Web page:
I haven’t seen anyone who denies that genetic differences between populations exist either, but I’ve met plenty who brand saying so as racist (or inevitably leading to racism). In effect, they’re arguing that genetic differences are real but we can’t say they are. Of course, they won’t say *that* either because they realise how silly and patronising that sounds…

    4. I’ve been reading this book called Domestication that has had me looking up articles on wikipedia. I hesitate to even ask this (that’s interesting in itself, now that I think about it), but during the course of reading this book I’ve often wondered if something analogous to what the author calls landraces wouldn’t have applied to humans (until recently). I have no idea what the origin of that term is, but he uses it fairly extensively to describe how cattle, dogs, and cats differed around the world, despite being in the same species.

      I think most peoples folk intuition is that people whom ancestors come from various geographical regions do differ in some ways, whether or not biologists have got an air tight definition or categories or not. It seems like the thing being contested is the definition of race. Some define it expansively, and then say it doesn’t exist. Others define it in a limited fashion, then say of course it exists. Then there are racists, of course, who define it expansively and then say it does exist.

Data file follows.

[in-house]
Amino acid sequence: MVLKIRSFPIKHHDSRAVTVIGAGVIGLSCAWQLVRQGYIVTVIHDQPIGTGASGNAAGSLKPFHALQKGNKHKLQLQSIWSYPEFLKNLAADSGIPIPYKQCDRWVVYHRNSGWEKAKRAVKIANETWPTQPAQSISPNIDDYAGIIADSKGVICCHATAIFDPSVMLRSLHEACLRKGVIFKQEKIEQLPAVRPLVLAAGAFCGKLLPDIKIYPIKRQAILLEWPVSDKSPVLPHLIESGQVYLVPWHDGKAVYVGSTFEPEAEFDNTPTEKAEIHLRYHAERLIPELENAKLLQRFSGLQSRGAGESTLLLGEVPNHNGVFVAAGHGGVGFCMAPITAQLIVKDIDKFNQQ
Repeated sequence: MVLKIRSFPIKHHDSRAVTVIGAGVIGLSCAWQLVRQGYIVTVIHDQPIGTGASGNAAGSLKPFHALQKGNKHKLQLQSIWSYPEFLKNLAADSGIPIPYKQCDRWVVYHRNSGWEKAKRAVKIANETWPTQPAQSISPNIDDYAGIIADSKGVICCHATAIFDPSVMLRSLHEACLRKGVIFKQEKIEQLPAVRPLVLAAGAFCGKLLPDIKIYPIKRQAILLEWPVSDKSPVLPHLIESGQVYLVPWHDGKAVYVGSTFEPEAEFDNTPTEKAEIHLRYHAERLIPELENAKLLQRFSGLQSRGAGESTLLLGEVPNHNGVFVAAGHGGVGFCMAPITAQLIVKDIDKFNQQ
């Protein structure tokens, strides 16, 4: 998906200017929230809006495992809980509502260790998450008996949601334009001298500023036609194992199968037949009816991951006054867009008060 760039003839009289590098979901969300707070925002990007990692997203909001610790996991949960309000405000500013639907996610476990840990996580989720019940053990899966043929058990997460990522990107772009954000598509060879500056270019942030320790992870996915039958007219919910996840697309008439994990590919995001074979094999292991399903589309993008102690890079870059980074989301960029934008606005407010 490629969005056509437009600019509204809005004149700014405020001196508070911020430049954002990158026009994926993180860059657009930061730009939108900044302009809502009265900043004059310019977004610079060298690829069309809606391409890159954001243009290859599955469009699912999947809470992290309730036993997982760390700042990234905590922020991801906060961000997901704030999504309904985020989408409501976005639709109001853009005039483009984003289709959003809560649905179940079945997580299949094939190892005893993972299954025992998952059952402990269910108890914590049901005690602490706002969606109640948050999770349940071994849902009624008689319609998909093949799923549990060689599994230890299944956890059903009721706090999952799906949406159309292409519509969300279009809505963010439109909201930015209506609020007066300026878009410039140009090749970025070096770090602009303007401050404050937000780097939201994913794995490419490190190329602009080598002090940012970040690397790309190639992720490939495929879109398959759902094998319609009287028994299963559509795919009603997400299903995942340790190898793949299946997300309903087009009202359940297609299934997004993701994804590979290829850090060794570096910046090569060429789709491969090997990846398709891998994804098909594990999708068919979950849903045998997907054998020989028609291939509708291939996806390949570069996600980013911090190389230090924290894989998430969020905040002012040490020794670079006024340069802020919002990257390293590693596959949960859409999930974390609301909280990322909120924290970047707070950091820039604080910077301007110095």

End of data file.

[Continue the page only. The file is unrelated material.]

3. “He went to seven dermatologists who used something called the Fitzpatrick scale that grades skin tone from one to seven, or whitest to darkest. ”

    What happened to all those perfectly usable color bars that were all over the American south not too long ago? Seems we missed out on a vital export.

  4. When it determines qualification for jobs or provides a boost if you qualify, that is enough to make one pay attention. Such as when it assists in climbing the ladder within companies.

    I recall one place that it is down to genetics to determine percentages and that was in Hawaii to specify just how much Hawaiian a person was. There is one remote Island where they only allow Hawaiians to live.

  5. I’ve always thought ‘race is purely a social construct’ was referring to many social bigotries that have little or no basis in genetics. Thus its a social construct that African Americans are dumb or that Asians are good at math. I don’t think anyone is really claiming the ability to metabolize alcohol or dairy is a social construct – or that such abilities don’t correlate with genetic background.